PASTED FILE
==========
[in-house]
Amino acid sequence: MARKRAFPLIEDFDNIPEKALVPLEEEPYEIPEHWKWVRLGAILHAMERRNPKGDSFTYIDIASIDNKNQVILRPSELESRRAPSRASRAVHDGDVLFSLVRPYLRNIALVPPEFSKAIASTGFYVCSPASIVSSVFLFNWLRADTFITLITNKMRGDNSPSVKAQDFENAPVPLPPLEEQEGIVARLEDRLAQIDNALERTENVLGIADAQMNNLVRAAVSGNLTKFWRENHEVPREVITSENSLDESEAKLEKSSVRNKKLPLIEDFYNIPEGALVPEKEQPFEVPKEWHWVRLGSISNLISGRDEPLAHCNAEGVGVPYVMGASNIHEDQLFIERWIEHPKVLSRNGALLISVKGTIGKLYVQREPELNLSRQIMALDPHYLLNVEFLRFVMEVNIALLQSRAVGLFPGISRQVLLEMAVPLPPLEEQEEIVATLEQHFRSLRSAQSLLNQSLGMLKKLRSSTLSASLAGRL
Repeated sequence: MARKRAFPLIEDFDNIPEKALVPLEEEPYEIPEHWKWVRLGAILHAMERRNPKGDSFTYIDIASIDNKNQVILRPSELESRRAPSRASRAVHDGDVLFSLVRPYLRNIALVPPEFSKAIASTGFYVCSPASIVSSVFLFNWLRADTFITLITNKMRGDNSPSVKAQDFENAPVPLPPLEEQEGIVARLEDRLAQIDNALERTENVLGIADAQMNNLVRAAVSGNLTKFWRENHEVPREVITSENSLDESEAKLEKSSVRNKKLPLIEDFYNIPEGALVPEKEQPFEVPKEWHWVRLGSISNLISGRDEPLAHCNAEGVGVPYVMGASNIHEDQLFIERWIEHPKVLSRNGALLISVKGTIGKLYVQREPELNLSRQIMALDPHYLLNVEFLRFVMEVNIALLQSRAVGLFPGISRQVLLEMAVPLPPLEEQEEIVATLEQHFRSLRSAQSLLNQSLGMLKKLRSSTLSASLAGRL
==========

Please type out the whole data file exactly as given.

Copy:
[in-house]
Amino acid sequence: MARKRAFPLIEDFDNIPEKALVPLEEEPYEIPEHWKWVRLGAILHAMERRNPKGDSFTYIDIASIDNKNQVILRPSELESRRAPSRASRAVHDGDVLFSLVRPYLRNIALVPPEFSKAIASTGFYVCSPASIVSSVFLFNWLRADTFITLITNKMRGDNSPSVKAQDFENAPVPLPPLEEQEGIVARLEDRLAQIDNALERTENVLGIADAQMNNLVRAAVSGNLTKFWRENHEVPREVITSENSLDESEAKLEKSSVRNKKLPLIEDFYNIPEGALVPEKEQPFEVPKEWHWVRLGSISNLISGRDEPLAHCNAEGVGVPYVMGASNIHEDQLFIERWIEHPKVLSRNGALLISVKGTIGKLYVQREPELNLSRQIMALDPHYLLNVEFLRFVMEVNIALLQSRAVGLFPGISRQVLLEMAVPLPPLEEQEEIVATLEQHFRSLRSAQSLLNQSLGMLKKLRSSTLSASLAGRL
Repeated sequence: MARKRAFPLIEDFDNIPEKALVPLEEEPYEIPEHWKWVRLGAILHAMERRNPKGDSFTYIDIASIDNKNQVILRPSELESRRAPSRASRAVHDGDVLFSLVRPYLRNIALVPPEFSKAIASTGFYVCSPASIVSSVFLFNWLRADTFITLITNKMRGDNSPSVKAQDFENAPVPLPPLEEQEGIVARLEDRLAQIDNALERTENVLGIADAQMNNLVRAAVSGNLTKFWRENHEVPREVITSENSLDESEAKLEKSSVRNKKLPLIEDFYNIPEGALVPEKEQPFEVPKEWHWVRLGSISNLISGRDEPLAHCNAEGVGVPYVMGASNIHEDQLFIERWIEHPKVLSRNGALLISVKGTIGKLYVQREPELNLSRQIMALDPHYLLNVEFLRFVMEVNIALLQSRAVGLFPGISRQVLLEMAVPLPPLEEQEEIVATLEQHFRSLRSAQSLLNQSLGMLKKLRSSTLSASLAGRL